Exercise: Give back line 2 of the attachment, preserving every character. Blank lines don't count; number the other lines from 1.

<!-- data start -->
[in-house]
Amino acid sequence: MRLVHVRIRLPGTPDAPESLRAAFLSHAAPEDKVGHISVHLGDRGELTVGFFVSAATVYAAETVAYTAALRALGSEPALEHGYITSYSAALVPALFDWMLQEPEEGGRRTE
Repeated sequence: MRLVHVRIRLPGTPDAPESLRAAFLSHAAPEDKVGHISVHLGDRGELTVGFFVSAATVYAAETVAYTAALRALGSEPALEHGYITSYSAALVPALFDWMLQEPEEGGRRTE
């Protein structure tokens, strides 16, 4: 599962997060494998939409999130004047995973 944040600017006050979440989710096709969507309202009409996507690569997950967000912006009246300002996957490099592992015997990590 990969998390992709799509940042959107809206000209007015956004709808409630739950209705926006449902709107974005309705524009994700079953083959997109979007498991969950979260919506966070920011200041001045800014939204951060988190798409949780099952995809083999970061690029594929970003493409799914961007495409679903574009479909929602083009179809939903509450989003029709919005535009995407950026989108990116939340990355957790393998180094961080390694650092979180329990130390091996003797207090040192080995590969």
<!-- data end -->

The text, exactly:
Amino acid sequence: MRLVHVRIRLPGTPDAPESLRAAFLSHAAPEDKVGHISVHLGDRGELTVGFFVSAATVYAAETVAYTAALRALGSEPALEHGYITSYSAALVPALFDWMLQEPEEGGRRTE